They've become so conservative that they've gone overboard. As Bloomberg puts it, "... lenders toughen their standards for Federal Housing Administration-insured loans beyond what the agency itself requires."
With lender fears in the driver's seat, what exactly does it take to get a home loan now?
In 2006, a FICO score of 620 would have done you just fine, according to Kelli Grant of SmartMoney. And FHA didn't even have minimum credit score requirements.
Oh, my, how things have changed.
Now, FHA requires at least a 500 score for a mortgage. And if you want to put just 5% down, you need a score of 580. (Here are the FHA rules.)
But that's the ideal case. In reality, FHA just provides the insurance to cover the lender in case a borrower defaults. It's the banks that issue the loans. Their rules are becoming even stiffer. You may be able to meet the FHA requirements but still be unable to find a loan.
Wells Fargo and Bank of America, two of the largest mortgage lenders, now require minimum credit scores of 640 on FHA loans (used in a fifth of U.S. home purchases).
"People who should be getting credit can't get it," Ron Phipps, president of the National Association of Realtors, told Bloomberg.
Other stuff matters
Your ability to get a loan depends not just on your credit score but on a combination of factors, including your:
- Loan-to-value ratio (the smaller your loan in relation to your home's value, the cheaper your mortgage; if you borrow more than 80% of the purchase price, you'll be required to buy mortgage insurance).
- Credit score.
- Down payment size.
- Outstanding loans and bills (home expenses should be no more than 28% of your gross monthly income).
Your credit score is a huge piece of it. Real estate columnist Ilyce Glink advises MSN Real Estate: "To get the best interest rate and deals on home mortgages, you need to have a great credit score (above 760, and sometimes above 780), you need to have a stable employment history and you usually need to have at least enough money to put down 20% toward the purchase of a home."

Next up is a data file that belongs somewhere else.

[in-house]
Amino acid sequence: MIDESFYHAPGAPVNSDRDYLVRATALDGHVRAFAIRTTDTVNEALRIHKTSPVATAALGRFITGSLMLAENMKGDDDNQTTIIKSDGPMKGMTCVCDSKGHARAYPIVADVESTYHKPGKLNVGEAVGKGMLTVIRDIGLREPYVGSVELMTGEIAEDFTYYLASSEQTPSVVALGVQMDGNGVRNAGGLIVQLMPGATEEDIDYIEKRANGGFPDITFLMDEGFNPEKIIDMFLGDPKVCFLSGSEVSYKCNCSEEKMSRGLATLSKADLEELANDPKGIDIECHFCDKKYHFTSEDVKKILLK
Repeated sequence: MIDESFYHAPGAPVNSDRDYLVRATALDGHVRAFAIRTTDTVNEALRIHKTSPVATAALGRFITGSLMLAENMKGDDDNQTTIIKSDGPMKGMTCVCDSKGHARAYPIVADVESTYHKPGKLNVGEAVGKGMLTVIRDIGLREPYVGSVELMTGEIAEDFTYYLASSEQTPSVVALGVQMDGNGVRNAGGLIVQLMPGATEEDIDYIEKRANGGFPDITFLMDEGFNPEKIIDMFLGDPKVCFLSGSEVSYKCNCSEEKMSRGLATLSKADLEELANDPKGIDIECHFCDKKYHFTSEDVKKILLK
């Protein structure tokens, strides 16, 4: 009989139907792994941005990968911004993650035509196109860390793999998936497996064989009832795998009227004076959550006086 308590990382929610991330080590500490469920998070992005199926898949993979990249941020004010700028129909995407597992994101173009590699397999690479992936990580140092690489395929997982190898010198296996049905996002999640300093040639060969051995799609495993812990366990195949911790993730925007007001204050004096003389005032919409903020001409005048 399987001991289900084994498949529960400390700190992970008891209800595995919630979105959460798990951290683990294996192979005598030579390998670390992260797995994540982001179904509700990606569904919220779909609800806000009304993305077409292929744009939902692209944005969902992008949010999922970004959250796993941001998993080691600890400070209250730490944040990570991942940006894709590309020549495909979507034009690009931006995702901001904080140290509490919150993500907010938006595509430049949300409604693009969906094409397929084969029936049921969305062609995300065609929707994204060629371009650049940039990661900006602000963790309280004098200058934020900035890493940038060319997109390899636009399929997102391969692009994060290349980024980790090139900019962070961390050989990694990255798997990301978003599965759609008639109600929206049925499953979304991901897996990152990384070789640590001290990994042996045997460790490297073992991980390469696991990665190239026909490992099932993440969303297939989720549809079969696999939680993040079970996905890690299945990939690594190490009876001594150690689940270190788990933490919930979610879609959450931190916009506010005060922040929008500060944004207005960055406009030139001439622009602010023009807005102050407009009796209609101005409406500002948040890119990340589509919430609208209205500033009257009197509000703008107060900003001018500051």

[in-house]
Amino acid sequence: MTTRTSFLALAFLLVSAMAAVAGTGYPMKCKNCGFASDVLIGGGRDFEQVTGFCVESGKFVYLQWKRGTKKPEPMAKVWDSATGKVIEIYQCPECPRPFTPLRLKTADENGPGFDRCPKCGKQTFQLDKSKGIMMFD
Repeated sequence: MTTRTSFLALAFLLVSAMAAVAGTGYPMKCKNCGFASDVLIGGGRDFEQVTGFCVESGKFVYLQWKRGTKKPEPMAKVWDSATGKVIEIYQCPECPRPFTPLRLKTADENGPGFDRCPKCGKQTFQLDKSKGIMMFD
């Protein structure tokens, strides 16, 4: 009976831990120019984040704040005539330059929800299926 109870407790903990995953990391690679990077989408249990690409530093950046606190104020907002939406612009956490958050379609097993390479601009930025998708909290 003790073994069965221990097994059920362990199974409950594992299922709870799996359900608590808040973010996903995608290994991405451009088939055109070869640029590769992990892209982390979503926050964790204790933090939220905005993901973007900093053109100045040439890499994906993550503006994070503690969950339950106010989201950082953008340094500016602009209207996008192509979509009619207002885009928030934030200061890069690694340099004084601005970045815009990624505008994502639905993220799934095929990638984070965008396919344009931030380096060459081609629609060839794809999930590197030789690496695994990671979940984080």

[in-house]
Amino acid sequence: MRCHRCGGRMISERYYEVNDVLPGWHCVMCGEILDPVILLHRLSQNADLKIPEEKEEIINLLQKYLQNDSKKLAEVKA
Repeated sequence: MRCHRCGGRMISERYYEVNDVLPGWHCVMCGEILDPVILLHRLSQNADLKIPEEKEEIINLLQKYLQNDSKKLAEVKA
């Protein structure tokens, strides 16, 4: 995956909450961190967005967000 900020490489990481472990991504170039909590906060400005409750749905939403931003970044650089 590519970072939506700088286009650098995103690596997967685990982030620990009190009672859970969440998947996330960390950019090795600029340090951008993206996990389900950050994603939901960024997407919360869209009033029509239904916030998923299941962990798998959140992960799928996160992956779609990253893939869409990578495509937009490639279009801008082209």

Glink says that although you might get an FHA loan with just 5% down, you'll get a better interest rate with 20% down.
Barry Zigas, director of housing policy for the Consumer Federation of America, and John Ulzheimer, founder of 2StepCredit.com, told Bankrate.com how lenders weigh these factors:
"Below 660 or 680, you're either going to have to pay sizable fees or a higher down payment," Zigas says. And that's pretty much the cutoff score for getting a mortgage, (Zigas) says.
On the other end, a score of 700 to 720 will get you a good deal and 750 and above will garner the best rates on the market, Ulzheimer says.
The way things are going, it's probably going to get even tougher, Bloomberg reports: "In spite of differences between Democrats and Republicans on reforming housing finance, both sides back proposals that would make mortgages more expensive and difficult to obtain."
Which means that, if you're really someone who should be buying, now might be the time to start thinking seriously about it.